GO Center Eastern Hills High School
The Fort Worth school board is expected to vote on an estimated $821.5 million general fund budget Tuesday that gives teachers and employees a pay boost while investing in campus programs.
That budget, which doesn’t include the state’s recent House Bill 3 compensation plan, outlines spending for the upcoming school year. It includes teacher raises and stipends for bilingual educators.
An estimated $18.4 million is part of a compensation package that includes teacher raises, pay grade adjustments, increased beginning teacher salaries and bilingual stipends. The district has been exploring a compensation package for months even before Texas lawmakers approved House Bill 3, a school finance bill includes funds for teacher raises.
This preliminary budget is based on local tax revenue, including a 7.5% increase in taxable property values and state dollars based on attendance. The district’s enrollment is 82,601 with an average daily attendance of 74,800.
The budget calls for a 2% raise for teachers and employees at the midpoint of every pay grade. There are 11,930 employees in the district.
Also, an estimated $562,500 will increase starting pay for entry-level teachers — from $53,000 to $54,000.
The proposed budget includes $985,000 to expand several “Schools of Choice” programs. The district plans to add a grade 12 level for the World Languages Institute next school year. The district is also adding 10th and 11th grade programs to the I.M. Terrell Academy for STEM and VPA.
The academy is part of Fort Worth’s downtown skyline near Interstate 30 and Interstate 35. The campus is a state-of-the-art building that includes a renovated I.M. Terrell, a historical structure that was once a school for African-American students during segregation.
The academy opened last school year with a freshmen class of students who attended specialized programs in STEM and visual performing arts. Each year, a new incoming class is expected be added.
The budget also includes $106,000 to support Polytechnic High School. That campus, which is labeled a “turnaround campus,” received back-to-back “improvement required” accountability ratings from the state for the last two school years.
The state requires the district to implement an improvement plan to help lift Polytechnic’s performance on state tests.
Tobi Jackson, the school board trustee who represents Polytechnic High School, said the funding will focus on strengthening the campus through student and staff development.
“What we will see at POLY are funds invested wisely to support POLY today and into the future,” Jackson said in a text message.
About $152,000 will pay for three college and career coaches who serve students at the campus level.
The district has budgeted $1.5 million for special education and $544,000 for the Division of Equity and Excellence. The latter will pay for an executive director and three equity specialists who will write curriculum and support campuses as they work to embed lessons through an equity lens.
Equity means giving all students the tools to be successful. It is not synonymous with equality.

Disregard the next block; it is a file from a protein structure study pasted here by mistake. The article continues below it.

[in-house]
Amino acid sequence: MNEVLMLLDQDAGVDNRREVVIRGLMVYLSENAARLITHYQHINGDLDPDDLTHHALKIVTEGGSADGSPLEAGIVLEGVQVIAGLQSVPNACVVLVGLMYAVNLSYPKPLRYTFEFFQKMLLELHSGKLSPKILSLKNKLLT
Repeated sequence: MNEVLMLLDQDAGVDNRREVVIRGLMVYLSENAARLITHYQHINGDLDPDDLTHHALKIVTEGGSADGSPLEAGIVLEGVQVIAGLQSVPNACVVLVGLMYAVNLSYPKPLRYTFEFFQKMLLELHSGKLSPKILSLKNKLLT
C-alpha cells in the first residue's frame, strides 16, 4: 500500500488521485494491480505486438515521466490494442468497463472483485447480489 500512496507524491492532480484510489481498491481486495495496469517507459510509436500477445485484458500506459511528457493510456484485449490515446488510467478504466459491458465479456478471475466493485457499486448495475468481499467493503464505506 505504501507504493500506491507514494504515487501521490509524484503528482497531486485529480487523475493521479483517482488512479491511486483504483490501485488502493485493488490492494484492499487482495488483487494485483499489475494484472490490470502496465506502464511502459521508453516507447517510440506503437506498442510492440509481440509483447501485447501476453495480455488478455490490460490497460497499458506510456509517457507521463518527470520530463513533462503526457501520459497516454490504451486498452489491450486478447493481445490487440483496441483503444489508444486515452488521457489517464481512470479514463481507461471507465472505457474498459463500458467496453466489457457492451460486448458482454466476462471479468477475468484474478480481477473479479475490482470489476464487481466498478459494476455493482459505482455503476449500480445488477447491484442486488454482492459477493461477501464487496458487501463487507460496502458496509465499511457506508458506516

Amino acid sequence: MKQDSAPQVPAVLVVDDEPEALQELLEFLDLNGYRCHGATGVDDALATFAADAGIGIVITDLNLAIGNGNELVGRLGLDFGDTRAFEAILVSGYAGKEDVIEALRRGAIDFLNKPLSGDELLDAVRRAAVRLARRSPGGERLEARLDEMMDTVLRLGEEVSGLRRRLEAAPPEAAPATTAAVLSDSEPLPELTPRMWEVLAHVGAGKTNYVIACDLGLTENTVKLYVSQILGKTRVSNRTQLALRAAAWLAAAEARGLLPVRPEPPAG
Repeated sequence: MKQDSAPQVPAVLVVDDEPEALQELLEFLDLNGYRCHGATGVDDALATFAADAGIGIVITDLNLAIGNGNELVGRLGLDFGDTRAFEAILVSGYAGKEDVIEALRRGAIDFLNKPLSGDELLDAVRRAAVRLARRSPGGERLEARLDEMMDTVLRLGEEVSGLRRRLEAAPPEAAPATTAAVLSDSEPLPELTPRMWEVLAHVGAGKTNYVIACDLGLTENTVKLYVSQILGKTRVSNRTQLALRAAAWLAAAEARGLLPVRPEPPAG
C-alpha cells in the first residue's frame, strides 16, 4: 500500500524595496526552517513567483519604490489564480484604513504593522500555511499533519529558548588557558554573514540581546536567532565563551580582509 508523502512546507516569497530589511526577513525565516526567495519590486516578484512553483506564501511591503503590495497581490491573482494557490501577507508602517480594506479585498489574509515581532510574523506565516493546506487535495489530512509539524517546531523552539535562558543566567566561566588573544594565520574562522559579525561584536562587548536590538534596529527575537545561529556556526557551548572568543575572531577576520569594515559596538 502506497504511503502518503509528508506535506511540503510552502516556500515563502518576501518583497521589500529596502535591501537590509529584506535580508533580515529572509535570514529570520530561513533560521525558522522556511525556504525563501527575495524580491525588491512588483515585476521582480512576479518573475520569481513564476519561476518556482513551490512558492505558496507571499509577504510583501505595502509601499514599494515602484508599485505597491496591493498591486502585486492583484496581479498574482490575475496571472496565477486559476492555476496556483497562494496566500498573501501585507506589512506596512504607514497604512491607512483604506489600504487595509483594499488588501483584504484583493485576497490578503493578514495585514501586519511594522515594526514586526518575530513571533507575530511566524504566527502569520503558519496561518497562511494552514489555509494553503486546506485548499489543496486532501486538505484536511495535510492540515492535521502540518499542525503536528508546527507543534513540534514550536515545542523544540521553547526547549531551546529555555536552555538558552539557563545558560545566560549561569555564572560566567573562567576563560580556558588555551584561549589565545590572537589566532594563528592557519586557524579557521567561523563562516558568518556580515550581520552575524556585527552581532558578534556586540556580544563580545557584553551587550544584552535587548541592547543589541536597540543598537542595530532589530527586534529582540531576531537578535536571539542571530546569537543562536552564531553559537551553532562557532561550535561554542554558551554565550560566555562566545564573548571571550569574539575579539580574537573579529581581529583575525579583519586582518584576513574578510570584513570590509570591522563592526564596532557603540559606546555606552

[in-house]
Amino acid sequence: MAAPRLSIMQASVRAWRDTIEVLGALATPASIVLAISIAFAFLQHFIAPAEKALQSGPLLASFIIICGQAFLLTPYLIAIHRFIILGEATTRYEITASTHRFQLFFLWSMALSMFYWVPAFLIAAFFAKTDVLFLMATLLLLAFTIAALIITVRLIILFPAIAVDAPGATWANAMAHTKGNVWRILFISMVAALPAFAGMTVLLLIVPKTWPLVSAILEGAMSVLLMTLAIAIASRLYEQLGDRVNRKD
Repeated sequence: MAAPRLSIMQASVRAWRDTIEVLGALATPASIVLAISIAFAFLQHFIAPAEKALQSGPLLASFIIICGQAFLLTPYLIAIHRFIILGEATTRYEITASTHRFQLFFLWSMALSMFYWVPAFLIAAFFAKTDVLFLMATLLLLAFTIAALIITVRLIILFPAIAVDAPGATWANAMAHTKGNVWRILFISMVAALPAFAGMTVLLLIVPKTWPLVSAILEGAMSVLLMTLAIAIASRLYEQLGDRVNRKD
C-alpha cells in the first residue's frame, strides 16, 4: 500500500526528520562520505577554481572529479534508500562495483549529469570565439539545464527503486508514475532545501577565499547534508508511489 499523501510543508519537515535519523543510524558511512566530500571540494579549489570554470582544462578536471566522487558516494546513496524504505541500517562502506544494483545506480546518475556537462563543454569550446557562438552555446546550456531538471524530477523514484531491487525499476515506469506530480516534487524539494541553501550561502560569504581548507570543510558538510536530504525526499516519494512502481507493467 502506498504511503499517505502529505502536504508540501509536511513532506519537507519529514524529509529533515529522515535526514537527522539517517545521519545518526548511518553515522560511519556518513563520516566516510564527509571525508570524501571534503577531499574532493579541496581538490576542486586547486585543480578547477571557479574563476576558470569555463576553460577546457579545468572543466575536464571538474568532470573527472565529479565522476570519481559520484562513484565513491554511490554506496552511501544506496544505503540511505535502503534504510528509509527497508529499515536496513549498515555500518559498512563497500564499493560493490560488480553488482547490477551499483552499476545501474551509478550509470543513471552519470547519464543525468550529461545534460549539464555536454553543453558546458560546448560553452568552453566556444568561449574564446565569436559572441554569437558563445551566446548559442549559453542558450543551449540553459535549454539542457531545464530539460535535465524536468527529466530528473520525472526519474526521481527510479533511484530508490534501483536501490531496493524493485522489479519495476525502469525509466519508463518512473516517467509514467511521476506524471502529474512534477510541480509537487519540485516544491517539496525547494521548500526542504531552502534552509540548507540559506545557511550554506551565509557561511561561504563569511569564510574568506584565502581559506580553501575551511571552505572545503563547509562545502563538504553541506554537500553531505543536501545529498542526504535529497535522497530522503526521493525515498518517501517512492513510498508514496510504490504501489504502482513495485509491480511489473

“How do we change so we can make sure we are achieving equitable outcomes for all children,” explained Sherry Breed, the district’s chief of equity and excellence.
HB 3 unknowns
Earlier this year, the House and Senate unanimously approved House Bill 3, also referred to as the “Texas Plan,” calling it key legislation that includes $6.5 billion more for public education and $5.1 billion for tax cuts. This measure goes into effect Sept. 1.
Under HB 3, about $2 billion over the next two years would pay for raises for teachers, librarians, nurses and counselors.
Recent presentations to the Fort Worth school board outlined different revenue projections the district might receive under HB 3. Amounts ranged from about $61.3 million to $47.6 million.
District officials indicated there were still too many unknowns, so the HB 3 funds were not included in the budget up for review Tuesday.
“It’s going to take a little time for that bill to be reviewed and for us to know with certainty what it says,” Elsie Schiro, chief financial officer for the district, told the board this month.
The tax rate is expected to go down. The district’s current overall tax rate of $1.352 per $100 valuation. Under HB 3, the new tax rate is expected to be $1.282 per $100 valuation.
Under the lower tax rate, the tax bill for a $200,000 home without a homestead exemption would be $2,564. That would result in a school tax savings of $140 for 2020.
Once the district finishes interpreting HB 3, the board will amend the budget to reflect changes with the compensation allotment. The board plans to adopt a tax rate in August.
On Monday, the Texas Education Agency announced it launched a web series and information site aimed at helping districts implement HB 3.
“House Bill 3 is a groundbreaking and innovative piece of legislation,” Education Commissioner Mike Morath said in a news release. “This new law has been designed to support our teachers, focus on learning and student outcomes, increase funding and equity, and reduce property taxes.”
If you go:
The meeting is set to start at 5:30 p.m. at the Fort Worth school district’s board complex, 2903 Shotts St.
Star-Telegram reporter Anna Tinsley contributed to this report.